China to limit number of online games over myopia fearsAbdul Gh Lone 31 August 2018 0 COMMENTS
Shares of Chinese video game companies plunged on Friday after the government unveiled plans to control the number of online games as part of an effort to prevent myopia among children.
The plan is the latest move to tighten government oversight over the country´s fast-growing and highly popular video game industry — and a new blow to their stock market fortunes.
The new regulations were announced late Thursday after Chinese President Xi Jinping issued an “important directive” to protect children´s eyesight.
The education ministry said in a statement Thursday that the authorities will regulate and control the total number of internet games, as well as the number of new titles.
The statement, which was signed by eight ministries, said the authorities will also explore an age-appropriate alert system and take actions to limit the amount of gaming hours among children.
The news sent the shares of Chinese video game companies sharply down on Friday morning.
Tencent dropped by more than five per cent in Hong Kong while Perfect World Co, which was once listed on the NASDAQ stock exchange, sank almost nine per cent in Shenzhen.
Smaller game developers also lost ground in Shenzhen. Youzu Interactive Co plunged nearly eight percent and Sichuan Xun You Network Technology lost more than eight percent. Ourpalm Co was down nearly six percent.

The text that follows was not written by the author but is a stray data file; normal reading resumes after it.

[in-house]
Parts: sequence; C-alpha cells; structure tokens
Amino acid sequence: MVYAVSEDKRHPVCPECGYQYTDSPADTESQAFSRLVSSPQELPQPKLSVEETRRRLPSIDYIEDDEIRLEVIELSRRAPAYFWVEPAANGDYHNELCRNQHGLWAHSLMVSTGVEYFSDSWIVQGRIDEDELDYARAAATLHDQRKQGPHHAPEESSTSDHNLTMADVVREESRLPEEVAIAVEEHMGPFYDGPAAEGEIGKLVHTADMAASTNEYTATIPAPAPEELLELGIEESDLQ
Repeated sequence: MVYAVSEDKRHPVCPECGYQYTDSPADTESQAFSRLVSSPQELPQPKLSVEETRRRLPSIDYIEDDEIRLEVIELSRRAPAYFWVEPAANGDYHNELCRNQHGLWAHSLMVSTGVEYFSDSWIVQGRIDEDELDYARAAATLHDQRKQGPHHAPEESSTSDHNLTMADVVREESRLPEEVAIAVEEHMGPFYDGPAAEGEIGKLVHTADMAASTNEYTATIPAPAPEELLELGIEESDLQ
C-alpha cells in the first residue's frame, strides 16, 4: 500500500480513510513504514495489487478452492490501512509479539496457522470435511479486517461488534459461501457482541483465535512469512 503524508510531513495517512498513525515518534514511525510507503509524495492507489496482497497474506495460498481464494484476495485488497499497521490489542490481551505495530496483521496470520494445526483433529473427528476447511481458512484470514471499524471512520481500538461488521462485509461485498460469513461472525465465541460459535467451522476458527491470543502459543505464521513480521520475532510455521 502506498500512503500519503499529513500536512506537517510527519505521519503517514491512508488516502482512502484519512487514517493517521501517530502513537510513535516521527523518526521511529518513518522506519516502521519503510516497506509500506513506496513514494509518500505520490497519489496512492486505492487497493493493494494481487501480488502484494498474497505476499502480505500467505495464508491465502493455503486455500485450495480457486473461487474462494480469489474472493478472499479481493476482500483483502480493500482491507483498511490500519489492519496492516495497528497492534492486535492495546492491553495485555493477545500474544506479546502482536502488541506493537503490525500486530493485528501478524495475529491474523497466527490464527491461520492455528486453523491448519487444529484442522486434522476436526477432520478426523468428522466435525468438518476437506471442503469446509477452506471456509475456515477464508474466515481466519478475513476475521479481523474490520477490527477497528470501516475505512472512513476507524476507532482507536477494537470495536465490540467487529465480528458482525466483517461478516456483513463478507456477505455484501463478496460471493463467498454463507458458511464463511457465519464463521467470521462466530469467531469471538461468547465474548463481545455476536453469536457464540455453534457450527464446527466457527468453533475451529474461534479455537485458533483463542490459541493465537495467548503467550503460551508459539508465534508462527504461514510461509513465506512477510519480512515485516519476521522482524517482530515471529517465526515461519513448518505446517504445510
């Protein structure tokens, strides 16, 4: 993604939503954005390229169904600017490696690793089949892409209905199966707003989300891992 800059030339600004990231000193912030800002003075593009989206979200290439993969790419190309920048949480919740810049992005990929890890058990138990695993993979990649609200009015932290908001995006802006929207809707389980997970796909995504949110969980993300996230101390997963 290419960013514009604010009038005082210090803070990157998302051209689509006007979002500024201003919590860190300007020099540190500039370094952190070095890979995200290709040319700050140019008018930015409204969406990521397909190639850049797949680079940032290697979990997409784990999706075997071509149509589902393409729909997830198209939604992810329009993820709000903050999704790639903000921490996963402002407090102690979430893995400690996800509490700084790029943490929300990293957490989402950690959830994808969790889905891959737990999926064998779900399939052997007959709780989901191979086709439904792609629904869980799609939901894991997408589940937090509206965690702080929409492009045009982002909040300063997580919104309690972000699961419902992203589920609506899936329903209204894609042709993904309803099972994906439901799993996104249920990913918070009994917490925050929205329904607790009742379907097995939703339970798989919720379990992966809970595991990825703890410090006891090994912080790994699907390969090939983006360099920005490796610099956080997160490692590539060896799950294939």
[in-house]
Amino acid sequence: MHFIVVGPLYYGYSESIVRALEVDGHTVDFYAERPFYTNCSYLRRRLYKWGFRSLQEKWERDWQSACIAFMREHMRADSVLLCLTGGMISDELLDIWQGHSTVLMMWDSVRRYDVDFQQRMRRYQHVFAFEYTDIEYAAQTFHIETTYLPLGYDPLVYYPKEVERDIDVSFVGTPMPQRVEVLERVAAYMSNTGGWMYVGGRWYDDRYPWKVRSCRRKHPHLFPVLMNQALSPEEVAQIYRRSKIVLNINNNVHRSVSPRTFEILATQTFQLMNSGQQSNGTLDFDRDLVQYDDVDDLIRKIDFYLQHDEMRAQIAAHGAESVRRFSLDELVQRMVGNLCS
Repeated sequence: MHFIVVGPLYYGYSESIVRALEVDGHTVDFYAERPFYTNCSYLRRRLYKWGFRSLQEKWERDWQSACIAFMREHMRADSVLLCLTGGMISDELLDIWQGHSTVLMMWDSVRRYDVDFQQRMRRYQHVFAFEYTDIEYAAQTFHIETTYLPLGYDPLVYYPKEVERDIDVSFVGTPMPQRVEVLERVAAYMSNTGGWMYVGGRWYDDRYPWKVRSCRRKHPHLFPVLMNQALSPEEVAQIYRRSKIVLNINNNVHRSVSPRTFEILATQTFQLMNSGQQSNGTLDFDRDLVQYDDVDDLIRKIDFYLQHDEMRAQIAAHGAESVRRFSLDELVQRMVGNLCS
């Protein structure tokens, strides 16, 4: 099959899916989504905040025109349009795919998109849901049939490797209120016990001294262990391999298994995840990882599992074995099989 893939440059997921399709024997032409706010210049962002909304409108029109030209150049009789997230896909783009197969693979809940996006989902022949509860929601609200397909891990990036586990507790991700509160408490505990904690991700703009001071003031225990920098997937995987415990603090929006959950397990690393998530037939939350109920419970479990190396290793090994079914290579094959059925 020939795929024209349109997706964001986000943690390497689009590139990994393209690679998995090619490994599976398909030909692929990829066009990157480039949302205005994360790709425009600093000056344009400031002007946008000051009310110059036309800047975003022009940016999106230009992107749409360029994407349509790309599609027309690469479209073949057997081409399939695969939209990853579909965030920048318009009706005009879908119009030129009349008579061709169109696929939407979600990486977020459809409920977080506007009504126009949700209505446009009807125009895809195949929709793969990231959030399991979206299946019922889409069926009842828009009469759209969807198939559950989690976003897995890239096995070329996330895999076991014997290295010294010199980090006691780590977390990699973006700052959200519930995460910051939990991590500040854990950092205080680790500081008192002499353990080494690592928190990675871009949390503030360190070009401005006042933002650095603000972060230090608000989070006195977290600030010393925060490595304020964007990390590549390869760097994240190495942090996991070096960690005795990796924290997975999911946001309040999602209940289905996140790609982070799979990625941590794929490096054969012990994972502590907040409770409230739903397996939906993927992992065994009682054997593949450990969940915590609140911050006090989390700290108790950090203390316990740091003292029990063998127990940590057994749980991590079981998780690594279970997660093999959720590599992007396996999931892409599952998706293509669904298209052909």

China has a high rate of myopia among students at an increasingly younger age, the official Xinhua news agency said, citing Xi´s order.
Myopia has seriously affected children´s physical and mental health, posing a big problem for the nation´s future, the agency said.
The plan follows a halt in the approval of new online game licences.
Bloomberg News reported earlier this month that China had stopped approving any new mobile games as part of a wider shake-up of the market.
No new titles for domestic firms had been added since May and no new imported games has been approved since February, according to the National Radio and Television Administration, which updates the online list of approved games regularly.